Jessica After The Flood In Pergamino by Julia Knobloch

The Pampa steams, the sun burns down
on a wasteland of mud, mold, mosquitos.
During no more than a few hours, more
than double the average amount of rain
for the entire month fell, fell fell incessantly,
fell on fertile lowlands, fell on a flat surface, and
the river has swollen, risen, invaded, withdrawn
from the streets, the squares, basements and
first floors, playgrounds, parking lots, and
from the garden, where my friend
Jessica sits on a white plastic chair,
in flip flops, shirt, and top, elbows on her knees,
household effects strewn around her on the lawn,
apparently randomly organized, bashful, timid
precious private parts that were never meant to be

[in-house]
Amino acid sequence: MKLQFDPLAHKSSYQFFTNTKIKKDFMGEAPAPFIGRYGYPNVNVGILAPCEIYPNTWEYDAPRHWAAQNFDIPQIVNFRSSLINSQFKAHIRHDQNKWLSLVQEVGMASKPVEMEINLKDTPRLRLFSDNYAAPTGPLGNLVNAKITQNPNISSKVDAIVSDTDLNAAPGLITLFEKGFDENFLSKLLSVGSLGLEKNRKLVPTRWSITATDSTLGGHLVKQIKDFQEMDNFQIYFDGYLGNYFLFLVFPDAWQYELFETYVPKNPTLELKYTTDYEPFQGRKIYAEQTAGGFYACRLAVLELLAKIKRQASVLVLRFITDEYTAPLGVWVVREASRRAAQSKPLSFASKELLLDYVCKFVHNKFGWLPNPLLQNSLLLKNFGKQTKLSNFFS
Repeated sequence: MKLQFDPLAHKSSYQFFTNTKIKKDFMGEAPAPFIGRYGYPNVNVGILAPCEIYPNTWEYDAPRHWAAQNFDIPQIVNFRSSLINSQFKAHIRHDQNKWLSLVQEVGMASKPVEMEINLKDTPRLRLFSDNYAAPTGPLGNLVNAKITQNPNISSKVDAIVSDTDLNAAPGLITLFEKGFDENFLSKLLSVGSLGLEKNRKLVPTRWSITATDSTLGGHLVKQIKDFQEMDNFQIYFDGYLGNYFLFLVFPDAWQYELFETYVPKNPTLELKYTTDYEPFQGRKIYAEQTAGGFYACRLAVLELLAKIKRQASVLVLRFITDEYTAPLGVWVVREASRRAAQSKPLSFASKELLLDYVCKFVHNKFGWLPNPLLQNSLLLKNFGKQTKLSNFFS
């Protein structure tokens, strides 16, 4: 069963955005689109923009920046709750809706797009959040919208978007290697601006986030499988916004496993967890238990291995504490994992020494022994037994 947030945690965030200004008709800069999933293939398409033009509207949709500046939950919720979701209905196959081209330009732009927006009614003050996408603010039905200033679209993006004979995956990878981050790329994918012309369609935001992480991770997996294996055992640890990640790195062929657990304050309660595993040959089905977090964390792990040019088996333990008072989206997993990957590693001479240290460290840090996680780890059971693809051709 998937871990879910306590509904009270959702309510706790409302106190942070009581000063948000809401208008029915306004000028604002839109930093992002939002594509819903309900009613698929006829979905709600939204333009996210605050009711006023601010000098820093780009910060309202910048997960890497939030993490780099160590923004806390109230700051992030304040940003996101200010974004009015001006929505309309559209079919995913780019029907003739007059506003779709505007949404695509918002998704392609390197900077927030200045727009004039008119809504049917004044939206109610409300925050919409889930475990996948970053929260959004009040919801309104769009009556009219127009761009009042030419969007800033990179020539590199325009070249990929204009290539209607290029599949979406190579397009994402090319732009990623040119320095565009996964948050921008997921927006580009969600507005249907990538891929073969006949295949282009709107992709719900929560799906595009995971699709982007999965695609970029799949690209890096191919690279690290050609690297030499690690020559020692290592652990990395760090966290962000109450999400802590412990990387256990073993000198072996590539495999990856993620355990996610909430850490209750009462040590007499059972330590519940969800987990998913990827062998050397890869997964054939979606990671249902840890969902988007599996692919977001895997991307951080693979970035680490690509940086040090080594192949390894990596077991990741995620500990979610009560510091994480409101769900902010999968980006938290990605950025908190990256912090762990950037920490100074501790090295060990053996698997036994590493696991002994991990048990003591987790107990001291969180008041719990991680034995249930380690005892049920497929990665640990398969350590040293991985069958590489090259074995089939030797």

exposed so vulnerably, helpless in the bright harsh
Pampas sunlight, for everyone to see and judge—
but they must, otherwise they won’t dry, if at all
they will dry and not rot, with this humidity,
the average percentage for this month is 65%
feels like 85 today, and the average temperature in
Pergamino, which means parchment, is 84.6 degrees
in December, the record high being 104.5,
the mean monthly sunshine hours 285.2.

Floods, fire, famine, beast, sword, and rapes –
plagues do happen in real life.
A woman leaning forward on a chair,
face buried in her hands,
is an age-old image of despair.

Julia Knobloch is a journalist and translator turned project manager and executive assistant. Before moving to New York from Berlin, she worked 10+ years as a writer and producer for TV documentaries and radio features. Her essays and reportage have been published in print and online publications in Germany, Argentina, and the US (openDemocracy, Brooklyn Rail, Reality Sandwich), and she occasionally blogs for An emerging poet, she recently was awarded the Poem of the Year prize from Brooklyn Poets for her poem Daylight Saving Time.

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